by Rabon Bussey, Partner Technology Strategist
The Office 365 Partner Community is led by National Partner Technology Strategists from the Microsoft US Partner Team. Partner Community activities include blog posts, discussions on Yammer, newsletters, and community calls.
- Add the December 4 US Office 365 Partner Technical Community call to your calendar
- Read the US Office 365 Partner Community blog posts, including the September series about FastTrack, and the October series about Identity Integration
- Join the US Office 365 Partners Group on Yammer
- Sign up for the US Office 365 Partner newsletter
This is part 2 of our Office 365 Partner Community series about adding Enterprise Voice for Office 365 customers. Read part 1 here.
How to make a business supplying Enterprise Voice to Office 365 customers
There are two questions to answer as you consider building a practice around supplying Enterprise Voice to Office 365 customers:
- What intellectual property (IP) do you have that can be used to create a packaged offering?
- How can you monetize the day two support?
Your business model must evolve to include IP services. By answering these two questions, you can begin to shift your business toward increased profitability.
When I think about packaged offerings, I typically want to know what is normally being done when I sell a solution. For example, is there a vertical industry solution that stands out? Which deals are most profitable, and what are the commonalities of those deals? What factors commonly slow down a sale, and what issues frequently occur during deployment, that can be consistently addressed? By packaging these things together, you may be able to close more deals that are more profitable for your business. A packaged offering can also help sales teams be more productive, by reducing the amount of time that requires engineering involvement. In the end, you want to add more high-value services—while reducing risk.
The graphic below lists several services provided by Microsoft partners that may work well when sold and delivered as a packaged service.
Lync deployment offerings
With Lync deployments, there are two areas that come to my mind that frequently cause issues: network bandwidth (especially wireless), and quality end points. My own packaged offering would include both of these, in addition to the normal services associated with a Lync deployment.
Something I think every partner should offer is a network assessment. If you don’t do this today, or are partnering for that part of your project, consider adding that capability. Here are three resources to review:
- Lync Network Readiness Assessment course on Channel 9
- Lync Network Readiness Assessment on Microsoft Virtual Academy
- Enterprise Networking with Microsoft Lync Server 2013: Network Bandwidth and QoS Requirements from TechEd Europe 2014
Industry vertical offerings
Your expertise in verticals is a great opportunity for creating packaged offerings. If you have expertise in health care, for example, and have had success with Lync in health care environments, why not capitalize on it?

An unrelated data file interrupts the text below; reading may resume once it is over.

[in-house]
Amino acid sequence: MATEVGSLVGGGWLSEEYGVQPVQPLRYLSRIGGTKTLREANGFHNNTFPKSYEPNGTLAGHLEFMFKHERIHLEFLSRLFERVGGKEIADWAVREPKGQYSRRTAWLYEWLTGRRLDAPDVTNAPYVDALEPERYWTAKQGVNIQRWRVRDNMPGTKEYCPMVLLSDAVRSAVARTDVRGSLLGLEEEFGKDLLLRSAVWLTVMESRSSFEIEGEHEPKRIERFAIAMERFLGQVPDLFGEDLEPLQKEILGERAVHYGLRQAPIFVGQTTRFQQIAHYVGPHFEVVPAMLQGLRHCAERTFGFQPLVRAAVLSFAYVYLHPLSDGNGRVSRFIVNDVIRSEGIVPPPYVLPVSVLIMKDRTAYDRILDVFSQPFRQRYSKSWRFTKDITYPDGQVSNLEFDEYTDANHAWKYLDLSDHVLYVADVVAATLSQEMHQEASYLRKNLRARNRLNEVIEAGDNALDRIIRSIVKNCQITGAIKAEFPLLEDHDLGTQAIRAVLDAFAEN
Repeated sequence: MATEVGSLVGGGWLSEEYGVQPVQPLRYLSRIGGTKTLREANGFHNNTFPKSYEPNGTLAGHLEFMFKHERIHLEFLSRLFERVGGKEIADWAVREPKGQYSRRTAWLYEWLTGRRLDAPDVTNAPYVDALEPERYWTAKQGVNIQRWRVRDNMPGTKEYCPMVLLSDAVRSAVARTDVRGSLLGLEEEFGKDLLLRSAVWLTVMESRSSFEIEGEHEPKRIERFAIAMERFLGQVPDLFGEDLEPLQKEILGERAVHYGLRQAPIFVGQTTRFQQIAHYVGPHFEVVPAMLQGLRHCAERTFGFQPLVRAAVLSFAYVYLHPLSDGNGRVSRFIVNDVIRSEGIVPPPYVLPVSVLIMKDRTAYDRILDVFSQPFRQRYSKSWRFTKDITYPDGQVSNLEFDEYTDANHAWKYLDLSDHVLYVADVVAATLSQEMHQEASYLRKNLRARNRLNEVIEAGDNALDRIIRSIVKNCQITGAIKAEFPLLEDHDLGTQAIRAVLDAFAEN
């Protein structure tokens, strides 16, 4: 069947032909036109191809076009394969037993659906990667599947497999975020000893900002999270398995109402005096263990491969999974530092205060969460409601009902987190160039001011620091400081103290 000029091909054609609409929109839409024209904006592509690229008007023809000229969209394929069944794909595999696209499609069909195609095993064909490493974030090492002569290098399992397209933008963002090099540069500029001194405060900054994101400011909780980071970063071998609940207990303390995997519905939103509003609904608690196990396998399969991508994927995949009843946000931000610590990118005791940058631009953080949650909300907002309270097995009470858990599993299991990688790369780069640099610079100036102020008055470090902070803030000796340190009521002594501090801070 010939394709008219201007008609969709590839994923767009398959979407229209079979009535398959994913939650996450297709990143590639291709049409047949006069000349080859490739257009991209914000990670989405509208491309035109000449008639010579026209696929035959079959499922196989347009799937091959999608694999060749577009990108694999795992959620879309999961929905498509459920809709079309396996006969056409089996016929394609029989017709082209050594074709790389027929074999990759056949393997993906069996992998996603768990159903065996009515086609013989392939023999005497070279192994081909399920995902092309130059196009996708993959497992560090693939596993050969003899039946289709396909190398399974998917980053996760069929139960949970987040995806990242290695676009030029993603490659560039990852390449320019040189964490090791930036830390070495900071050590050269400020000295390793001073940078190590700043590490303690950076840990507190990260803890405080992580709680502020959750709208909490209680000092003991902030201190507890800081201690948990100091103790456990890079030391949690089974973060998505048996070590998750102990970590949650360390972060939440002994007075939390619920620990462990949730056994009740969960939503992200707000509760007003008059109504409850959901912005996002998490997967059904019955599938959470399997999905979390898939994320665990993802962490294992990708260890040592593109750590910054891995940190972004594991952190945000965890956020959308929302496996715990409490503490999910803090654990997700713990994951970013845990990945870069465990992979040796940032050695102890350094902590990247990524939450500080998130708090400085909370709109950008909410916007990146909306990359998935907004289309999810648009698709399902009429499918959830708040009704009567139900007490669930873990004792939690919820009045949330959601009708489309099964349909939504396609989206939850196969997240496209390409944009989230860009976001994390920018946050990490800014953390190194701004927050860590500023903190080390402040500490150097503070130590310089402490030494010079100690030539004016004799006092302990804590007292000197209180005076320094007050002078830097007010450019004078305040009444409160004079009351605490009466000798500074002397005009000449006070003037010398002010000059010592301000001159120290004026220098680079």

Maybe it’s distance medicine to bring expertise to small hospitals, or mobile care solutions for in-home care. If you see trends in your business today that fall into a specific vertical space, it is an opportunity to evaluate creating a specialized offering that showcases your specific expertise. If you also have application development capabilities, you may be able to create applications that tie line-of-business applications to Lync within their app. Using mobile care as an example, you could connect GPS features to a dispatch function inside an app that allows a patient to know when a care provider will arrive.
Add training to your offering
Training is an often overlooked part of the project. Not only can you offer technical training for those who will administer the new environment, but you can offer training for those who will use the new solution. This can be added to the IP, be part of the managed service solution, or both. You can start with the Lync 2013 Rollout and Adoption Success Kit (RASK) User Education and Training Resources, a download that contains Quick Reference Cards, training modules, videos, and links to online articles. Then, you can tailor the material to meet customer needs, based on your packaged offering. Training can add to your services margin, while providing a smooth adoption of Lync. Two additional resources:
- Developing an Effective Readiness and Adoption Plan training on demand (Live Meeting recording)
- Introduction to the Lync 2013 Rollout and Adoption Success Kit (RASK)
In my examples and suggestions above, I’ve covered just a few items that could fall into the project. On TechNet, there are comprehensive lists of activities for Planning for Lync Server 2013 and Deployment of Lync Server 2013. You should also take a look at the Lync solutions catalog to see what other partners are already doing to complete the solution. The catalog includes both hardware and software, so if you are looking for endpoints, SBCs, or Branch Office solutions to include, you can find them in the catalog.
Finally, I encourage you to look at the Software Assurance Planning Services that some customers have access to once they have purchased their licenses. You can get paid for helping our customers to get ready for deploying our solutions. Learn more about Lync deployment planning services here.
In my next post in the Office 365 Community blog series, I’ll talk about recurring revenue options for the Lync Voice solution.
On our December 4 Office 365 Community call, we’ll go in-depth on this topic. Download the calendar invite to add the December 4 US Office 365 Partner Technical Community call to your calendar, and join the conversation in the Office 365 Partners group on Yammer, too.